3D printing, Alfred Russel Wallace, Astronomia nova, cuban missile crisis, Elon Musk, game design, hive mind, invention of the telescope, Johannes Kepler, Kickstarter, low earth orbit, On the Revolutions of the Heavenly Spheres, placebo effect, Pluto: dwarf planet, retrograde motion, selection bias, silicon-based life, Skype, Stephen Hawking, technoutopianism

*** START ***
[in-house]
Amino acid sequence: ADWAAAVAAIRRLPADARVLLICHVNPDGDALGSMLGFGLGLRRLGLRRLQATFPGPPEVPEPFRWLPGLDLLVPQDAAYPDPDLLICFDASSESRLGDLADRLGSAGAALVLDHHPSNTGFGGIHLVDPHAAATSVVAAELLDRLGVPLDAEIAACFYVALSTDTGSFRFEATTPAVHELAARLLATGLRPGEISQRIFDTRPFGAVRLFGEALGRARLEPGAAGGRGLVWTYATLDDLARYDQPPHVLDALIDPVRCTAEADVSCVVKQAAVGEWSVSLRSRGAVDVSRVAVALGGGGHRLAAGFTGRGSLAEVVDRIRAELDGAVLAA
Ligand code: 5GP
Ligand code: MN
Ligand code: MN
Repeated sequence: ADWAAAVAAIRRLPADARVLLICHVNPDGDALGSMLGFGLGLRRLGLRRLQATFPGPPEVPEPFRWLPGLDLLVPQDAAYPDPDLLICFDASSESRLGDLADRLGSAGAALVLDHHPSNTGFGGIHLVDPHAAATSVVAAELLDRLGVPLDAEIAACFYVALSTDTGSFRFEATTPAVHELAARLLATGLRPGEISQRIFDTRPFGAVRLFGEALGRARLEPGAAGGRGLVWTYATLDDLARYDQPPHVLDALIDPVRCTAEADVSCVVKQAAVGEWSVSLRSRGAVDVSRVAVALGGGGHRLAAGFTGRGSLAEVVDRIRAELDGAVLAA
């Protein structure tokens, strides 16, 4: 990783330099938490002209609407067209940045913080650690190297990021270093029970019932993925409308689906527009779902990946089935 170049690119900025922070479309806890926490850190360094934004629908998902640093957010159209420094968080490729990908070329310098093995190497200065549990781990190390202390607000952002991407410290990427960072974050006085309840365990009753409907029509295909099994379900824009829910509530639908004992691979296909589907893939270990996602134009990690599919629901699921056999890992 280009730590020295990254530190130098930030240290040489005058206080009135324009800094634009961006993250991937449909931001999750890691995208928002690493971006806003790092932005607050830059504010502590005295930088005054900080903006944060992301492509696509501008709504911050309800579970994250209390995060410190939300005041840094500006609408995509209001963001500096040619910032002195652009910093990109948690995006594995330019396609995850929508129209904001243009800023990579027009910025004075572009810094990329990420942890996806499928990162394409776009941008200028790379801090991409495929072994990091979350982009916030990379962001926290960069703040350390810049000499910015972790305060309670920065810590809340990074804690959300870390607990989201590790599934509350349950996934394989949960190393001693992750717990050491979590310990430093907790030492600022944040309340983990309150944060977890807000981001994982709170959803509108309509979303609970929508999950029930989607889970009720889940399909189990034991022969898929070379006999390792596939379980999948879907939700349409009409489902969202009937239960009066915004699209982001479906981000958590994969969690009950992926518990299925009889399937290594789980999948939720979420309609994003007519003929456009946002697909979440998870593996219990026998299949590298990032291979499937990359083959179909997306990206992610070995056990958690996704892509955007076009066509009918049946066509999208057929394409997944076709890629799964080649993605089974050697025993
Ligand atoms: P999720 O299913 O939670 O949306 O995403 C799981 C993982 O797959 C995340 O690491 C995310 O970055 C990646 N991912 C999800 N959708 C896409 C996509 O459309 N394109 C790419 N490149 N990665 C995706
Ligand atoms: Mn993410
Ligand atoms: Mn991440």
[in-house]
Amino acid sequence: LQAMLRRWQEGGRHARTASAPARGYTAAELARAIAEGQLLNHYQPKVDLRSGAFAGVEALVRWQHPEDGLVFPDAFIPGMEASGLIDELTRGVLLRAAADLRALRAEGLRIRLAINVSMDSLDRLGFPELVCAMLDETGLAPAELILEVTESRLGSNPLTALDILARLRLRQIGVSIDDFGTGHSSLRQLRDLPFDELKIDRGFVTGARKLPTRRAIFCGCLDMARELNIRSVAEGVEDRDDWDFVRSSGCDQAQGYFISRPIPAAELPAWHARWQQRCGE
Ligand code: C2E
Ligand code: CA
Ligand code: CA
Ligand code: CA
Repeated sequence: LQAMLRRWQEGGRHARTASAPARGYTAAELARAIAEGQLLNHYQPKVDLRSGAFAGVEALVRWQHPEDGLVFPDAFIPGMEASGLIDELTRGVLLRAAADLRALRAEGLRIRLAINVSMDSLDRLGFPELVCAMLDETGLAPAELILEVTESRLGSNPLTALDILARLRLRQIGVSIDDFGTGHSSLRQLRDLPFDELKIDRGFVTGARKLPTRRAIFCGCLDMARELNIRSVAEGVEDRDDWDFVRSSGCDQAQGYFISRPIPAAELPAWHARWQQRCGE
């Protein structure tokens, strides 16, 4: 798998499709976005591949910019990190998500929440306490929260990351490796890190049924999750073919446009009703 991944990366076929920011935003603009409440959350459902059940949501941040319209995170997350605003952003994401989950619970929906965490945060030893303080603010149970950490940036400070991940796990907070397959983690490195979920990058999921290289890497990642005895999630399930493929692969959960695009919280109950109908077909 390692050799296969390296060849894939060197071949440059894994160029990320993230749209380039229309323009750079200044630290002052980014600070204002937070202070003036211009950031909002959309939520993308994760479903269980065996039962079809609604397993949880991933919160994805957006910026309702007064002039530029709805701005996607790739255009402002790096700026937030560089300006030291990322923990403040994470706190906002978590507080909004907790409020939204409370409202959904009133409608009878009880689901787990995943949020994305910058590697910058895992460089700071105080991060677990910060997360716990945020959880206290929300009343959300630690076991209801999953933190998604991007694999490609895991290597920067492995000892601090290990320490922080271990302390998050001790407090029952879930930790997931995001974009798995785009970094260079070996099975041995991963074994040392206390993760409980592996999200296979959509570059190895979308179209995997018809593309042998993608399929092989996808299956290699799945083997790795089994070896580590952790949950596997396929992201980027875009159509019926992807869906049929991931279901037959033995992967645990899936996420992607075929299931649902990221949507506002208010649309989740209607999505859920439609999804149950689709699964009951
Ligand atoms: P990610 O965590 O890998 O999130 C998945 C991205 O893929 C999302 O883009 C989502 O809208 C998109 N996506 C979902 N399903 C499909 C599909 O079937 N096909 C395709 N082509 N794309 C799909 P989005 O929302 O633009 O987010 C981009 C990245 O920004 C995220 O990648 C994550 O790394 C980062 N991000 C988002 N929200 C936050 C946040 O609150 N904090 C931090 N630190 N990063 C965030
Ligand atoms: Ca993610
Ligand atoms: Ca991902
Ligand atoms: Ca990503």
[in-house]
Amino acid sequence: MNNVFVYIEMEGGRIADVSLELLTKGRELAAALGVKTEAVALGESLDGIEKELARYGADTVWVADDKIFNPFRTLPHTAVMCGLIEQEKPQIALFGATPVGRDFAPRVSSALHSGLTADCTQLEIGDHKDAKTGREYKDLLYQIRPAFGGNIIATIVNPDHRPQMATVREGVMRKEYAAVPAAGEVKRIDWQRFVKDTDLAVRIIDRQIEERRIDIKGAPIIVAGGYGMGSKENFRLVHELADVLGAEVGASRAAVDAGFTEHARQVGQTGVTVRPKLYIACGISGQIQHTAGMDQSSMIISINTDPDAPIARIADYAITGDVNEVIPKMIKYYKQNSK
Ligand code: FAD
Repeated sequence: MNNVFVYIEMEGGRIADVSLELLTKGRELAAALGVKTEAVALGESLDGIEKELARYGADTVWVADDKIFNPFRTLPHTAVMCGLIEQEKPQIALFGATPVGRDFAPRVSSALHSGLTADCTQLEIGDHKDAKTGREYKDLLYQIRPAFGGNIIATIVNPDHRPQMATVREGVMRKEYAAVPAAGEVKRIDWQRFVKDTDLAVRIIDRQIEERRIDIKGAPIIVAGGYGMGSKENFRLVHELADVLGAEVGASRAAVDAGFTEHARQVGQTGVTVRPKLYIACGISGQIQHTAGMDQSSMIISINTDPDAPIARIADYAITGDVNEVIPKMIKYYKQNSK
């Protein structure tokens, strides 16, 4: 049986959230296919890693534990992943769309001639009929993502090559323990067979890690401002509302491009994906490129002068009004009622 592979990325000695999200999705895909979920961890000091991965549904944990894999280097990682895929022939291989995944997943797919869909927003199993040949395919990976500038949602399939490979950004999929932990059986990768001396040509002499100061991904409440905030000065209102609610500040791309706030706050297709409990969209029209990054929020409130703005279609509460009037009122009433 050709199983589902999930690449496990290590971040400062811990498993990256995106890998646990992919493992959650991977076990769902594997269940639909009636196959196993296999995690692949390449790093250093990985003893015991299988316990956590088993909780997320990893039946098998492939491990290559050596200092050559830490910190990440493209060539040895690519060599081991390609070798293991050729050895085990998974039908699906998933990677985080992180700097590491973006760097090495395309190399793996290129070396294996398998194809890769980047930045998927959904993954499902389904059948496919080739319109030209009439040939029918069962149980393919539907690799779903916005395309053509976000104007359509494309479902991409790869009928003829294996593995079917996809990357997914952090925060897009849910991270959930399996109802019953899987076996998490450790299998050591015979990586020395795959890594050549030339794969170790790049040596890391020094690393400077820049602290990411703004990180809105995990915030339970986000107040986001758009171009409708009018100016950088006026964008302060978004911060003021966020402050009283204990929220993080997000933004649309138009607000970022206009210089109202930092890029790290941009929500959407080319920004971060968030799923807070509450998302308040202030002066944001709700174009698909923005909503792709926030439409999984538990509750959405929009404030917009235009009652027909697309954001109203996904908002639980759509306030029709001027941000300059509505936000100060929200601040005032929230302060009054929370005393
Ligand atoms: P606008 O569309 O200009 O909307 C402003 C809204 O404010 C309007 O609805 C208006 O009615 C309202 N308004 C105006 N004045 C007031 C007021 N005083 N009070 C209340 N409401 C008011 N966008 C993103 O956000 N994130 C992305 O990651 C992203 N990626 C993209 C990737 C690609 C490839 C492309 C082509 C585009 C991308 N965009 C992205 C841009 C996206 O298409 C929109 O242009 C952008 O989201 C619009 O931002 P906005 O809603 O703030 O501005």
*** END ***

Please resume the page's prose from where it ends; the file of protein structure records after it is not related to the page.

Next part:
It bonds to itself more weakly than carbon does, is more reactive, and would be unable to use water as a solvent, so there’d need to be another present (methane would work, but any environment would thus require both abundant silicon and methane). It’s possible that extraterrestrial life could be silicon-based, but it wouldn’t be a case of simply replacing the carbon within us with silicon. Silicon-based life would be truly alien: the entire structure and system of life would need to be reimagined to suit the properties and chemistry of the silicon atom. We also look for ‘out-of-equilibrium’ gases as possible markers of life. These are gases that would usually naturally degrade or combine to form another substance, but exist in a planet’s atmosphere in higher-than-expected levels because they are regularly replenished by some ongoing process occurring on the planet.